In Blog Articles, Monday Memo


In a world of fast-changing technology and remarkable innovation, it is clear that the 21st Century is in full swing. However, many of today’s businesses still rely on organisational structures and strategies developed in the 19th and 20th centuries. This is particularly perplexing when you consider that today’s most common organisational structures were built around the ethos of predict and control, which is completely at odds with the post-knowledge era that is fast becoming known as the era of collaboration, an era that requires collaboration to ensure flexibility, adaptability and agility.

The predict-and-control paradigm brought with it a hub and spoke pattern of leadership with the leader or manager in the centre and her reports around her. In order to deal with a world that is complex and ever changing, top teams divide their world into separate functions and assign individual executive responsibility for those functions. The key task of the executive team is then to integrate these departments and functions into a strategic whole, bringing individual executive contributions together to create shared leadership which constitutes more than the sum of its parts. If it doesn’t, the top team fails to add the value required of its strategic leadership and the differentiation at the top sets a pattern of divisions and silos that foster unresolved tensions. This pattern is often replicated down the organisation between departments and functions.

In order to help a top team develop its shared strategic leadership, the focus of our attention needs to shift:

  • From the leader to the connections between team members in their leadership capacity;
  • From the team as an isolated entity to the team engaging in leadership in the wider organisation and stakeholder context.

When this starts to happen, we start to notice:

  1. Energy and alignment around a clear purpose, strategy and goals;
  2. Team members taking responsibility for leading parts of the team’s work;
  3. Individual members holding each other accountable for agreed actions;
  4. Consistency between team members in how they represent the team to stakeholders;
  5. All members showing active commitment to the growth and development of the team;
  6. A flow of support and challenge between all members, including the team leader, that enables constructive conflict, demonstrates respect and develops trust.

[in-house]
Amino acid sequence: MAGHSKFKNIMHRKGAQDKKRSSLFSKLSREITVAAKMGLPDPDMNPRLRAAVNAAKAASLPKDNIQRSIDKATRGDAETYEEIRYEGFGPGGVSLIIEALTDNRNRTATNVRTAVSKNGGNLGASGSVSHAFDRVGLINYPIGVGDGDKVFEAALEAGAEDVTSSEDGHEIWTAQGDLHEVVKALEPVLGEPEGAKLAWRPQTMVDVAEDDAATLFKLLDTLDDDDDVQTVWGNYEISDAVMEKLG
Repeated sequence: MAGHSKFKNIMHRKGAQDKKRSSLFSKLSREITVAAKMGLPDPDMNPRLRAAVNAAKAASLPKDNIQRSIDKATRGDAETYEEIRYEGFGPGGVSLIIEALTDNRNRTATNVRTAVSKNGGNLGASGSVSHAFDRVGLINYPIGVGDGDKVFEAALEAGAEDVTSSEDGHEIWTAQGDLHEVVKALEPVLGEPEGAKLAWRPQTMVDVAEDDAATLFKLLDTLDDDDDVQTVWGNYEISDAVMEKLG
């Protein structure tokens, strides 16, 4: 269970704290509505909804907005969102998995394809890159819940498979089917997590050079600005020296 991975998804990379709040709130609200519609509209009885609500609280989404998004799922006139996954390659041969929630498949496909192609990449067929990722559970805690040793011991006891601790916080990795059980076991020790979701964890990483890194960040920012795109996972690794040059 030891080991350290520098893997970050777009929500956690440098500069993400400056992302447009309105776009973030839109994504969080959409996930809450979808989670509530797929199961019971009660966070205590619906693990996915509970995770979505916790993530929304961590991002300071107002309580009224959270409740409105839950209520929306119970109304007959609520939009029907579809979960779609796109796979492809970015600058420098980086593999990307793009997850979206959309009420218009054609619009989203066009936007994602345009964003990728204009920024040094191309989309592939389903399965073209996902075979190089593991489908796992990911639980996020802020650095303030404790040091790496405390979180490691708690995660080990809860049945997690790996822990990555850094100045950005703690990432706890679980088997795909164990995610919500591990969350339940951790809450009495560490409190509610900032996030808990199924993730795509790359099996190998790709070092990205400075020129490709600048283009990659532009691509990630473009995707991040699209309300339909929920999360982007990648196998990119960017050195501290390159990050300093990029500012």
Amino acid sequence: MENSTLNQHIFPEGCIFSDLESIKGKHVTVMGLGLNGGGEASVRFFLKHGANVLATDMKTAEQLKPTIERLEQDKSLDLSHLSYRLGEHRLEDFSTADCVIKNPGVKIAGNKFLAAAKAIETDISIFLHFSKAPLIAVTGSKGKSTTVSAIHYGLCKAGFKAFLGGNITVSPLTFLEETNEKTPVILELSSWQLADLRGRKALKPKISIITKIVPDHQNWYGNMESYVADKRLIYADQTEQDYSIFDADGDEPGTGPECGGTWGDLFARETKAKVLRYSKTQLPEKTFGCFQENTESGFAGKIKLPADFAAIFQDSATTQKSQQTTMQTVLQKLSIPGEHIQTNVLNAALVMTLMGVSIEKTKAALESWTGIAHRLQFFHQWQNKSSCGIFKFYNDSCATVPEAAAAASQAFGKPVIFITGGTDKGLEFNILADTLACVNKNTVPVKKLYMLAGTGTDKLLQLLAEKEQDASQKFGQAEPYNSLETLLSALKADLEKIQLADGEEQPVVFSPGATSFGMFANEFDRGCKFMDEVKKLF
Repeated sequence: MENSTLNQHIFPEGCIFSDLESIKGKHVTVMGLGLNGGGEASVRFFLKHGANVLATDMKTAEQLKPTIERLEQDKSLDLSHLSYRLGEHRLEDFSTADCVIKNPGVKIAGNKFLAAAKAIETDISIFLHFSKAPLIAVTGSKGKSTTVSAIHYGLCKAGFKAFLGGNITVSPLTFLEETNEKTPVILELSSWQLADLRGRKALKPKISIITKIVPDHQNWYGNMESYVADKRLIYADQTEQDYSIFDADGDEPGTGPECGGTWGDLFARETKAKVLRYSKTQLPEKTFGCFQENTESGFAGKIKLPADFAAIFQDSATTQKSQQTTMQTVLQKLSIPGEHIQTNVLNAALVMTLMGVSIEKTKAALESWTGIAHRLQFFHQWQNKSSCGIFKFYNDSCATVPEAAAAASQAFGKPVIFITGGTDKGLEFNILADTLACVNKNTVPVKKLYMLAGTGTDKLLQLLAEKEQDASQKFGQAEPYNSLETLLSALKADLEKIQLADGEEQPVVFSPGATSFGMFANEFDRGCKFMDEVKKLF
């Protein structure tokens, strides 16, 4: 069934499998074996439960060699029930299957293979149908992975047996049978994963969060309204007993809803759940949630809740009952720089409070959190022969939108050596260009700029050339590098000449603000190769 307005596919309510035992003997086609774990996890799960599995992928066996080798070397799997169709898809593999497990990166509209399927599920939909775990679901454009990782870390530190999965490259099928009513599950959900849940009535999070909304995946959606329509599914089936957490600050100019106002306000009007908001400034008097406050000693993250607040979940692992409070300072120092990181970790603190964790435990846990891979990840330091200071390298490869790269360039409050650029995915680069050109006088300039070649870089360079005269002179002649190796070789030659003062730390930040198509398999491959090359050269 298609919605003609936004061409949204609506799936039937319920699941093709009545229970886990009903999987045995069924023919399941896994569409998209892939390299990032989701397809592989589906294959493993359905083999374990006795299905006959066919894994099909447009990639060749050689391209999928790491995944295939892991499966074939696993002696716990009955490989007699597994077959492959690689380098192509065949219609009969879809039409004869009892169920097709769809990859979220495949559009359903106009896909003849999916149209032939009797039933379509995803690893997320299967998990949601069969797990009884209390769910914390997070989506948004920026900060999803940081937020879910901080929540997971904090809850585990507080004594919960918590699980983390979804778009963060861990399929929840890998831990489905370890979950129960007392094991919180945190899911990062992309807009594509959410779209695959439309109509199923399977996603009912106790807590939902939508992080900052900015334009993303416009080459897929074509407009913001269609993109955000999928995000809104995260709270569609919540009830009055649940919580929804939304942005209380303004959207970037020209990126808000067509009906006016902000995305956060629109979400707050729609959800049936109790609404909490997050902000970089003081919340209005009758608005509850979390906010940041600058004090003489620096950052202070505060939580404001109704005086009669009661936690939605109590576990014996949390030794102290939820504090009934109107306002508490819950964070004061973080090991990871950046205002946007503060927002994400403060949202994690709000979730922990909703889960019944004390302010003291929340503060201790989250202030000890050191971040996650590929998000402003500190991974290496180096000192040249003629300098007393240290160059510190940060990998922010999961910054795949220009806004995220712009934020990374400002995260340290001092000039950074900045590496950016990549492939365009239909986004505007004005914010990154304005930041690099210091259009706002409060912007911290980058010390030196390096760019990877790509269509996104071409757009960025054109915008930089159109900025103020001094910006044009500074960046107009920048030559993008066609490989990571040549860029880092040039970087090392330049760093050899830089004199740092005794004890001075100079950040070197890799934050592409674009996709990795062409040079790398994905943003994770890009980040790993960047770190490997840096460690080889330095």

In order to be flexible and agile, organisations have to adopt management systems that harness the power of every human sensor (a term borrowed from Holacracy by Brian J Robertson) – the people who monitor the business environment and know how to deal with or communicate relevant changes within it. Since every employee, at every level, has a unique role and perspective, they’re privy to vital insights that top managers simply don’t see. And it is crucial today to have as much info as possible. Since most companies don’t use this, they simply don’t have the capacity to evolve and adapt n today’s business climate.

You may recall that I wrote about the notion of teams of teams recently in which a similar structure was posited. It seems to me a far more sensible way of dealing with today’s complexities than the outmoded hub and spoke / predict and control method. What is likely to happen if we don’t make this fundamental change in our teams and organisations?

(I am indebted to the work of Peter Hawkins, of Renewal Associates, especially his book, Leadership Team Coaching, as well as the methodology of Integral Coaching Canada, which I have integrated for purposes of this series and in developing my Systemic Leadership Team Coaching process.

Some of the other books that form a foundation for this series are:

Systemic Team Coaching by John Leary-Joyce and Hilary Lines

The Five Dysfunctions of a Team by Patrick Lencioni

Team of Teams by S McChrystal et al

Seeing Systems by Barry Oshry

Flawless Consulting by Peter Block

The Fifth Discipline Fieldbook by Peter Senge et al)

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